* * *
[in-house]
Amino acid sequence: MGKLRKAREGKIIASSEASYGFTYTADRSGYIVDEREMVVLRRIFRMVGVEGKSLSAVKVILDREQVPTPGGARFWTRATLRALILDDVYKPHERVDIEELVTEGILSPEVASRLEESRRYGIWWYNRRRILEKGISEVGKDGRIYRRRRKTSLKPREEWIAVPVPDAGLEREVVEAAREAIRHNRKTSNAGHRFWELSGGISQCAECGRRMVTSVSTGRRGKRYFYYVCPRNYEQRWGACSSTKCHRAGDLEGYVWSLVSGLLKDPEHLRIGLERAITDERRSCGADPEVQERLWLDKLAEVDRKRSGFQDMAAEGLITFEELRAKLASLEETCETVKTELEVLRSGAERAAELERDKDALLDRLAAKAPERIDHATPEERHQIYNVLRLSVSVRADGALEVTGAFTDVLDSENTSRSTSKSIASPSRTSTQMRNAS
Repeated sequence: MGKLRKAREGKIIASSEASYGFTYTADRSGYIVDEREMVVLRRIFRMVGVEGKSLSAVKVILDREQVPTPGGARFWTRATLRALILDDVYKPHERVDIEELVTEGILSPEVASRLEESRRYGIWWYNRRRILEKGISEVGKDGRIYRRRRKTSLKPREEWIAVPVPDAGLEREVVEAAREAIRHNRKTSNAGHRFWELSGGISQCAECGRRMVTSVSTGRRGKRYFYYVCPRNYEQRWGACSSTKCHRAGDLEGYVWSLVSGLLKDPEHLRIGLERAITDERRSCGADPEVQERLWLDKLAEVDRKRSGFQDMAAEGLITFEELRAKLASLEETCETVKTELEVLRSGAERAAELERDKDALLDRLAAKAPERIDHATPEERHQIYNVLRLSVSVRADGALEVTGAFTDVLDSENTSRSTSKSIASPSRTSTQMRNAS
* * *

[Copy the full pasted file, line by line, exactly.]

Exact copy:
[in-house]
Amino acid sequence: MGKLRKAREGKIIASSEASYGFTYTADRSGYIVDEREMVVLRRIFRMVGVEGKSLSAVKVILDREQVPTPGGARFWTRATLRALILDDVYKPHERVDIEELVTEGILSPEVASRLEESRRYGIWWYNRRRILEKGISEVGKDGRIYRRRRKTSLKPREEWIAVPVPDAGLEREVVEAAREAIRHNRKTSNAGHRFWELSGGISQCAECGRRMVTSVSTGRRGKRYFYYVCPRNYEQRWGACSSTKCHRAGDLEGYVWSLVSGLLKDPEHLRIGLERAITDERRSCGADPEVQERLWLDKLAEVDRKRSGFQDMAAEGLITFEELRAKLASLEETCETVKTELEVLRSGAERAAELERDKDALLDRLAAKAPERIDHATPEERHQIYNVLRLSVSVRADGALEVTGAFTDVLDSENTSRSTSKSIASPSRTSTQMRNAS
Repeated sequence: MGKLRKAREGKIIASSEASYGFTYTADRSGYIVDEREMVVLRRIFRMVGVEGKSLSAVKVILDREQVPTPGGARFWTRATLRALILDDVYKPHERVDIEELVTEGILSPEVASRLEESRRYGIWWYNRRRILEKGISEVGKDGRIYRRRRKTSLKPREEWIAVPVPDAGLEREVVEAAREAIRHNRKTSNAGHRFWELSGGISQCAECGRRMVTSVSTGRRGKRYFYYVCPRNYEQRWGACSSTKCHRAGDLEGYVWSLVSGLLKDPEHLRIGLERAITDERRSCGADPEVQERLWLDKLAEVDRKRSGFQDMAAEGLITFEELRAKLASLEETCETVKTELEVLRSGAERAAELERDKDALLDRLAAKAPERIDHATPEERHQIYNVLRLSVSVRADGALEVTGAFTDVLDSENTSRSTSKSIASPSRTSTQMRNAS